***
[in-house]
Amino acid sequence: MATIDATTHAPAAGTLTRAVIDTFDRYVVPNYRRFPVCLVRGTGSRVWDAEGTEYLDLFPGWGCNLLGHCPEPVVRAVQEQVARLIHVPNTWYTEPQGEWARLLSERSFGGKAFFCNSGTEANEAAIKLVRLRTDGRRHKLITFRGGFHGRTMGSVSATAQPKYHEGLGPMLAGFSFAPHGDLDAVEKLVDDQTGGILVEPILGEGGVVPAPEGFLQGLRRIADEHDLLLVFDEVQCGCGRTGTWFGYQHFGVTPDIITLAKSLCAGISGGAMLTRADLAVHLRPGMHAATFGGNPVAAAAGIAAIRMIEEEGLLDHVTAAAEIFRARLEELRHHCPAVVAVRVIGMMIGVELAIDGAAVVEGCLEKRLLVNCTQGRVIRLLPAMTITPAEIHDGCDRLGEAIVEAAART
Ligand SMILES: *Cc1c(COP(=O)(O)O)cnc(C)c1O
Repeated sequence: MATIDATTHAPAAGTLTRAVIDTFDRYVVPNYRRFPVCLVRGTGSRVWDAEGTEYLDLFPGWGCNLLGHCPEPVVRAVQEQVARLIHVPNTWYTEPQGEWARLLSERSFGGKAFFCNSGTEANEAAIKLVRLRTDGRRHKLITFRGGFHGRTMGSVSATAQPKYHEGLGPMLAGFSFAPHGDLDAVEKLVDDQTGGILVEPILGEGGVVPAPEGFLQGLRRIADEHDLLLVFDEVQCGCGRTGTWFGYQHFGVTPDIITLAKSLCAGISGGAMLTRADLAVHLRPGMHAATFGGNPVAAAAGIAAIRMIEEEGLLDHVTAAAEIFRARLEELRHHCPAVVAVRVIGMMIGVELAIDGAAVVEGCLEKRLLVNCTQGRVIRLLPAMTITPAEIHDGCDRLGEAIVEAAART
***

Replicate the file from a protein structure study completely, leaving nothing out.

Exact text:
[in-house]
Amino acid sequence: MATIDATTHAPAAGTLTRAVIDTFDRYVVPNYRRFPVCLVRGTGSRVWDAEGTEYLDLFPGWGCNLLGHCPEPVVRAVQEQVARLIHVPNTWYTEPQGEWARLLSERSFGGKAFFCNSGTEANEAAIKLVRLRTDGRRHKLITFRGGFHGRTMGSVSATAQPKYHEGLGPMLAGFSFAPHGDLDAVEKLVDDQTGGILVEPILGEGGVVPAPEGFLQGLRRIADEHDLLLVFDEVQCGCGRTGTWFGYQHFGVTPDIITLAKSLCAGISGGAMLTRADLAVHLRPGMHAATFGGNPVAAAAGIAAIRMIEEEGLLDHVTAAAEIFRARLEELRHHCPAVVAVRVIGMMIGVELAIDGAAVVEGCLEKRLLVNCTQGRVIRLLPAMTITPAEIHDGCDRLGEAIVEAAART
Ligand SMILES: *Cc1c(COP(=O)(O)O)cnc(C)c1O
Repeated sequence: MATIDATTHAPAAGTLTRAVIDTFDRYVVPNYRRFPVCLVRGTGSRVWDAEGTEYLDLFPGWGCNLLGHCPEPVVRAVQEQVARLIHVPNTWYTEPQGEWARLLSERSFGGKAFFCNSGTEANEAAIKLVRLRTDGRRHKLITFRGGFHGRTMGSVSATAQPKYHEGLGPMLAGFSFAPHGDLDAVEKLVDDQTGGILVEPILGEGGVVPAPEGFLQGLRRIADEHDLLLVFDEVQCGCGRTGTWFGYQHFGVTPDIITLAKSLCAGISGGAMLTRADLAVHLRPGMHAATFGGNPVAAAAGIAAIRMIEEEGLLDHVTAAAEIFRARLEELRHHCPAVVAVRVIGMMIGVELAIDGAAVVEGCLEKRLLVNCTQGRVIRLLPAMTITPAEIHDGCDRLGEAIVEAAART